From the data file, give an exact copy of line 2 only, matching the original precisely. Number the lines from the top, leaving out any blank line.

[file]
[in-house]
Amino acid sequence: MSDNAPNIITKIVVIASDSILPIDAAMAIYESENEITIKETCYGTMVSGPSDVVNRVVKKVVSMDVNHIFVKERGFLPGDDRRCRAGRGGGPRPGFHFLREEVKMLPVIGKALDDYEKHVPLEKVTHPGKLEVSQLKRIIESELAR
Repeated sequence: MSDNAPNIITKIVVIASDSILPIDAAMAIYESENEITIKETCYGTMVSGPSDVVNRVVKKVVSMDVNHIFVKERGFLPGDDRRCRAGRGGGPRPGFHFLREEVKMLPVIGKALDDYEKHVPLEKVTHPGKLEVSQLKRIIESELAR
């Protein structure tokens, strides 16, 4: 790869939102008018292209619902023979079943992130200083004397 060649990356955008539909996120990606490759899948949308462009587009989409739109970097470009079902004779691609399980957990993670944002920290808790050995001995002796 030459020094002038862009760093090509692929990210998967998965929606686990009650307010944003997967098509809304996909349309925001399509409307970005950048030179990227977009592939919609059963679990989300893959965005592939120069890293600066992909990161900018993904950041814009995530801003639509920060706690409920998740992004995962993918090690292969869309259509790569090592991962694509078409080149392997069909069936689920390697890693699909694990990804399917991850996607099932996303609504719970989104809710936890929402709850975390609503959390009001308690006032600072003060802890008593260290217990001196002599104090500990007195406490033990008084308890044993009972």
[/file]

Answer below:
Amino acid sequence: MSDNAPNIITKIVVIASDSILPIDAAMAIYESENEITIKETCYGTMVSGPSDVVNRVVKKVVSMDVNHIFVKERGFLPGDDRRCRAGRGGGPRPGFHFLREEVKMLPVIGKALDDYEKHVPLEKVTHPGKLEVSQLKRIIESELAR